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The opinion rejected Wenthe’s argument that the state law targets clergy, reasoning that other professions such as psychotherapists and correctional officers are included in the statute.
“The Legislature did not single out clergy members because of their affiliation with a religious group,” Gildea wrote. “Instead, the Legislature identified the existence of a power imbalance between clergy members (or purported clergy members) and their parishioners in certain situations — similar to power imbalances created between other professionals and their clients.”
Contrasts from 2007
It was the second time in six years that the Minnesota Supreme Court upheld the constitutionality of the clergy sexual conduct law.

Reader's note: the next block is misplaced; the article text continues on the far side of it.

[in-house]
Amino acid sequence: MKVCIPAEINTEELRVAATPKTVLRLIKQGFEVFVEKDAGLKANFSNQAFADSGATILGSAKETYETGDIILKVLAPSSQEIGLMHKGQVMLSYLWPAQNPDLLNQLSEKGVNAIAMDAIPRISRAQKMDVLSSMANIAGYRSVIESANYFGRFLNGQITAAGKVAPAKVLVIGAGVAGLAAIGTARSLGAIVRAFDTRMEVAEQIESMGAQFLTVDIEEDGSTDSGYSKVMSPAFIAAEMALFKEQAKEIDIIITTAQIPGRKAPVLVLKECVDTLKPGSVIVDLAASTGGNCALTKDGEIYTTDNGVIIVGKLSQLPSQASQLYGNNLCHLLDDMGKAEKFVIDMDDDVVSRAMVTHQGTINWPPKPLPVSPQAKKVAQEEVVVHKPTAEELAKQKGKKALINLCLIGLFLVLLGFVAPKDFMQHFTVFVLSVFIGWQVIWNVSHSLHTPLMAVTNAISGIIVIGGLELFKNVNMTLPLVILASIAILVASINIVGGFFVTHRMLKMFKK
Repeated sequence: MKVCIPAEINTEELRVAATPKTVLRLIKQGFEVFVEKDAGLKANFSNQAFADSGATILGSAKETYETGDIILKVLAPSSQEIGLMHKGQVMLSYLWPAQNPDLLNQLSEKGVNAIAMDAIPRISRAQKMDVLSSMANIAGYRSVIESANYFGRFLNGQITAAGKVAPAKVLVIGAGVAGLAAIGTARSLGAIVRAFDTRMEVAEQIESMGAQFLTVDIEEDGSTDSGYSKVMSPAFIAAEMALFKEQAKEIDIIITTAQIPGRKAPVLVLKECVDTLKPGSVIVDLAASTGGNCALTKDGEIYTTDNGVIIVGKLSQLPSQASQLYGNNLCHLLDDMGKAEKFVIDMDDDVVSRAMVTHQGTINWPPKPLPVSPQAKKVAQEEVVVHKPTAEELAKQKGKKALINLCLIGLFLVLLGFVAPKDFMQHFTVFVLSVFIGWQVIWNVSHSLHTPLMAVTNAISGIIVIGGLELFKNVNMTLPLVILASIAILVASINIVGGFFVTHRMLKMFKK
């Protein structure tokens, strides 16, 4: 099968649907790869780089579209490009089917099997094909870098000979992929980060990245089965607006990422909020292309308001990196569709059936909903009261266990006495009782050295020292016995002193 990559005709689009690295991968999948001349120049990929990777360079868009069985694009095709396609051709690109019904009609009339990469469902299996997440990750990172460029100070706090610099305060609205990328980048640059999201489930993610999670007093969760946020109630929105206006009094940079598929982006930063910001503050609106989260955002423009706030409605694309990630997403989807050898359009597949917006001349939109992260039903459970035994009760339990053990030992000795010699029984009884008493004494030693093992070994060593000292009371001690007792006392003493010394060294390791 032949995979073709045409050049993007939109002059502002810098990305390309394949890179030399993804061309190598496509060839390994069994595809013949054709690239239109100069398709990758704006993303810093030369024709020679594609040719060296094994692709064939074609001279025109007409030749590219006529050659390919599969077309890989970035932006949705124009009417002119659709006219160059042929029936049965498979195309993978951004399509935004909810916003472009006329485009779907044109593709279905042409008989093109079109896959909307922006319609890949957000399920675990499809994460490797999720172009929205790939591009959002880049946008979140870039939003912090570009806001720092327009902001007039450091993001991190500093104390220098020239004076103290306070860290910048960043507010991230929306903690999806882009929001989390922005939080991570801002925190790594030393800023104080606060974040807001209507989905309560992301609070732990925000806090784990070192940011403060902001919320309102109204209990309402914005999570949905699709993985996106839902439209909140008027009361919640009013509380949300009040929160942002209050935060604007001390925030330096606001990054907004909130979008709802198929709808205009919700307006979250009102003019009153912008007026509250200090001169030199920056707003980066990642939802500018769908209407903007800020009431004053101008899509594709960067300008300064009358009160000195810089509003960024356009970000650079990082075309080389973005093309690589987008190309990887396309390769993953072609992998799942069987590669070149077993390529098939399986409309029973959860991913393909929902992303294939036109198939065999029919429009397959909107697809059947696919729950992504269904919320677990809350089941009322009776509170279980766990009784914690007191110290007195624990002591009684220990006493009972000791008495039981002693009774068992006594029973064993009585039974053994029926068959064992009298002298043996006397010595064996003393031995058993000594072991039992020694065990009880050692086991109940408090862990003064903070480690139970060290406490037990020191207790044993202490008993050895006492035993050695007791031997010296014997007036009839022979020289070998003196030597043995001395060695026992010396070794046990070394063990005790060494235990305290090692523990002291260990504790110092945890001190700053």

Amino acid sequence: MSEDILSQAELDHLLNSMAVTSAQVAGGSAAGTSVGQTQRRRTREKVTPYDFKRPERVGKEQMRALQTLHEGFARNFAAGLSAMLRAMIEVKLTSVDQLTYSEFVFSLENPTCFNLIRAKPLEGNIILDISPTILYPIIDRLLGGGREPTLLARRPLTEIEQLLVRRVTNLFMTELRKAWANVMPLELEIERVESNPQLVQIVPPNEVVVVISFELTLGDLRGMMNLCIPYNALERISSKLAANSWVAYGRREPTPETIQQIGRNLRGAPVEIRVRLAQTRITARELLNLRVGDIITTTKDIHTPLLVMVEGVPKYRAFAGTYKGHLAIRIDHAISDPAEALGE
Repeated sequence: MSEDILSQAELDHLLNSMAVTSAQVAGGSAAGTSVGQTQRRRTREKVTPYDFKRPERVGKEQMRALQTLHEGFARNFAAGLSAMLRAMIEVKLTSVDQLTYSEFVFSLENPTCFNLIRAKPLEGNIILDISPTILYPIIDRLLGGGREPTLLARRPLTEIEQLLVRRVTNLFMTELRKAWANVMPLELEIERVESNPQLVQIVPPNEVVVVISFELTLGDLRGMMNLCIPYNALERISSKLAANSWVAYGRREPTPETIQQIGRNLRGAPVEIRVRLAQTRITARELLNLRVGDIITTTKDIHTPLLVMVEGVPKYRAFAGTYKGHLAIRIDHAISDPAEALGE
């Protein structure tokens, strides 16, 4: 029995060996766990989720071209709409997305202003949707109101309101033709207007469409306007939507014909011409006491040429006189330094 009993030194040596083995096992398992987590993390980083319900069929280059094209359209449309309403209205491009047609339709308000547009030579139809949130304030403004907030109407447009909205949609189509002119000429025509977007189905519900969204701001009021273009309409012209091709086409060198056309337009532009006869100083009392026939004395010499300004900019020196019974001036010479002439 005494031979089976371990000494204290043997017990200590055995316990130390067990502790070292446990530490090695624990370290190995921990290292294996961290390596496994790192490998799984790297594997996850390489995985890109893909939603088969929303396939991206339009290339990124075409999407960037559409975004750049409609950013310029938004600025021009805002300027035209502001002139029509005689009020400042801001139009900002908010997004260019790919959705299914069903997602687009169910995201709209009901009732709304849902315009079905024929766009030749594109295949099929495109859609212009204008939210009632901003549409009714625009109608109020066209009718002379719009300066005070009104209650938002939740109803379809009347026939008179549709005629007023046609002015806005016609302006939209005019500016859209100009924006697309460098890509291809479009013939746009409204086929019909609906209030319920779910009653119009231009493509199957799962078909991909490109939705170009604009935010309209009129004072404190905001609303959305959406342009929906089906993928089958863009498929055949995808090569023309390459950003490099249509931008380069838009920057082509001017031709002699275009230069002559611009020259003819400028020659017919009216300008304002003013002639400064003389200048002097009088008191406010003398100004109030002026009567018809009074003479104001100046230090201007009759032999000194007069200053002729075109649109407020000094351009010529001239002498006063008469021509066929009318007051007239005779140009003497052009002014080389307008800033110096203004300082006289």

In 2007, the court decided 5-1 to grant a new trial for ex-priest John Bussmann, who was convicted of sexually abusing two women, on the grounds that the evidence against him relied too heavily on church doctrine.
But they evenly split on whether the statute itself was constitutional, meaning it was upheld.
Gildea wrote that the issues in the Bussmann case were different from Wenthe’s. For instance, aspects of Bussmann’s case focused on “the religious power of a priest.”
Secondly, Gildea wrote, the evidence used to convict Wenthe involving Catholic doctrine was relevant to determining whether he was acting as a spiritual adviser or “friend and lover,” as he contended.
Justice Alan Page dissented, reasoning that the state law is unconstitutional. Justices Christopher Dietzen and Wilhelmina Wright did not take part in the ruling.
Engh, who also represents the Maplewood priest under scrutiny and a corrections officer accused under the same statute, declined to say whether consent between adults should negate the law for nonclergy professions as well as clergy.
He maintained that the law, however, is a clear violation of the separation of church and state.
“I respectfully disagree with the court, and I believe this statute is centered, by definition, on religion,” he said.
Abby Simons • 612-673-4921